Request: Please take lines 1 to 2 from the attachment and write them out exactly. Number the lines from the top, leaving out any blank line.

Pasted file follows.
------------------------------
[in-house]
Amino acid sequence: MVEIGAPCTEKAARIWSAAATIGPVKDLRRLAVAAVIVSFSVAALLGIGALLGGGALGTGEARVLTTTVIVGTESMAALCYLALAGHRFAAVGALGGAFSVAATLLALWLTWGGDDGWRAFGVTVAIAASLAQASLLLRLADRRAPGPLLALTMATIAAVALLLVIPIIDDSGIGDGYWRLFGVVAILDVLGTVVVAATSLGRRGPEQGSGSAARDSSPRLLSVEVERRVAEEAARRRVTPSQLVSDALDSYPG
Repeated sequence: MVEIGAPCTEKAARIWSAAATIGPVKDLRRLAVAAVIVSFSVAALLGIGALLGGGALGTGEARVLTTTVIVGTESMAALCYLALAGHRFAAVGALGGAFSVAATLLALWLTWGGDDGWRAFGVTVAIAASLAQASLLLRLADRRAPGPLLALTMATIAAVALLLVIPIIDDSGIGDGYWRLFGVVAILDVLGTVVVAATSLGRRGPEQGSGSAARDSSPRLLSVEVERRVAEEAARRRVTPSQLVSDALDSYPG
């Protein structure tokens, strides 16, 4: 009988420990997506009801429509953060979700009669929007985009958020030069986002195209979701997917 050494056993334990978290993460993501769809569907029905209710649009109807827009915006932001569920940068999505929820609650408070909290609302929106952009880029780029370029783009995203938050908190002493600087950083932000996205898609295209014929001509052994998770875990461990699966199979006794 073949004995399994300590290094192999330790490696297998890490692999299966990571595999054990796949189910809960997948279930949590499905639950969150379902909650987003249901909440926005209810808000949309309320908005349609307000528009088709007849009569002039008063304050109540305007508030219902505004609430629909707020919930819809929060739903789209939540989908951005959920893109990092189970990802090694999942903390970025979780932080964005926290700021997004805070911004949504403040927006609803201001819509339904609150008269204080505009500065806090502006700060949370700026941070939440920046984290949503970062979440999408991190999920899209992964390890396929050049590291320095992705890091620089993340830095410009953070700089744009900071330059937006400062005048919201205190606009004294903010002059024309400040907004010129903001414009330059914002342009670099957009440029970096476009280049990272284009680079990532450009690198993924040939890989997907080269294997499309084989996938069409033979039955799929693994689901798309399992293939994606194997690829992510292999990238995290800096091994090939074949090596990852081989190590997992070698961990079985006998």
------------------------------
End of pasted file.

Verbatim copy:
[in-house]
Amino acid sequence: MVEIGAPCTEKAARIWSAAATIGPVKDLRRLAVAAVIVSFSVAALLGIGALLGGGALGTGEARVLTTTVIVGTESMAALCYLALAGHRFAAVGALGGAFSVAATLLALWLTWGGDDGWRAFGVTVAIAASLAQASLLLRLADRRAPGPLLALTMATIAAVALLLVIPIIDDSGIGDGYWRLFGVVAILDVLGTVVVAATSLGRRGPEQGSGSAARDSSPRLLSVEVERRVAEEAARRRVTPSQLVSDALDSYPG